When Money Is No Longer Artificially Money

Federal Reserve Chairman Jerome Powell has decided to listen more to markets and embrace a healthy agnosticism about economics.

During his first year, the Fed increased the federal funds rate - the rate banks receive on deposits at the central bank and pay each other on overnight loans - by a full point to about 2.4 percent - and continued to run down holdings of mortgage back securities accumulated during the financial crisis.

The former strongly affects short-term business loans, credit cards, and auto rates, while the latter significantly influences the markets for long-term corporate bonds and home mortgages.

Through December, the stock market fell a record seven times in a row following Fed policy committee meetings and in a stunning vote of no confidence, dramatically after the chairman spoke in December.

Mr. Powell has backed off. He won't be raising the federal funds' rates again any time soon and has promised to be more cautious about liquidating the Fed's holdings of the mortgage-backed securities and Treasuries.

Pundits have concluded that the Fed has gone from trying to wean markets from cheap credit to promiscuity, giving the equity investors exactly what they want.

Nothing could be further from the truth - money isn't artificially cheap anymore.

Over the last decade, credit markets have changed profoundly. More supply: Sluggish growth and endemic structural woes in Europe, China and Japan have increased the dollar's role in global commerce. Consequently, foreign investors and central banks are holding more Treasuries and other dollar-denominated securities and bank deposits.

Less demand: Consumers are more cautious about credit card debt and too many of them are burdened by excessive student loans to consider too much borrowing for homes.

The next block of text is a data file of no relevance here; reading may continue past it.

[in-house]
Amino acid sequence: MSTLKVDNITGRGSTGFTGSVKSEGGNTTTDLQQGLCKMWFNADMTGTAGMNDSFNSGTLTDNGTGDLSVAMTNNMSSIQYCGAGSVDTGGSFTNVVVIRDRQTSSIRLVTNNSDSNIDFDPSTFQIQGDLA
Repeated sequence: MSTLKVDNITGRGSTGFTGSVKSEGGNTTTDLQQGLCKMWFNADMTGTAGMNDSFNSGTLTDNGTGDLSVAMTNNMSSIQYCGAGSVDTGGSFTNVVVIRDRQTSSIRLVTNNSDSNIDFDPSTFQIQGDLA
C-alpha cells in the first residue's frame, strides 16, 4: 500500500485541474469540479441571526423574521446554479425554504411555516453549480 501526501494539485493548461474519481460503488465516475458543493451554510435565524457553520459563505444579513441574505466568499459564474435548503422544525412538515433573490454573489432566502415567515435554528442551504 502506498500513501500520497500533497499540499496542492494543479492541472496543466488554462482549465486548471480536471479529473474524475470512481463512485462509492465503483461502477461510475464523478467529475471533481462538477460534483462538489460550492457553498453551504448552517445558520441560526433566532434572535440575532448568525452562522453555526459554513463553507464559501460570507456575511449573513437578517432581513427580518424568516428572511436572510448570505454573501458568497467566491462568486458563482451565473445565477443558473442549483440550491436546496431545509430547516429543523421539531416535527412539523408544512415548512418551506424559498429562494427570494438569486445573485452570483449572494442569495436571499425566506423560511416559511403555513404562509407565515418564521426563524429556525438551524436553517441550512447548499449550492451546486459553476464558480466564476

These combine to significantly lower the neutral rate of interest. At 2.4 percent for the federal funds rate and 4.4 percent to 4.7 percent for mortgages, the Fed has found the sweet spot for hitting its 2 percent inflation target and maintaining a solid pace of economic growth. For example, as mortgages inched up to 4.9 percent in November, new home sales tanked but as rates slipped back in December, buyers returned to the market.

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Peter Morici is an economist and professor at the Smith School of Business, University of Maryland, and widely published columnist. He is the five time winner of the MarketWatch best forecaster ...

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Gary Anderson 8 months ago Contributor's comment

Interesting rant. Worth the read. Of course, Dec 2018 only shows manufacuring productivity growth. We still don't know what total non farm productivity growth is. There are some coming out to work who stopped looking in the low growth years of 2014 and 2015. But wage growth for this mini recovery are historically low, except for durable goods. This is still the New Normal, Peter.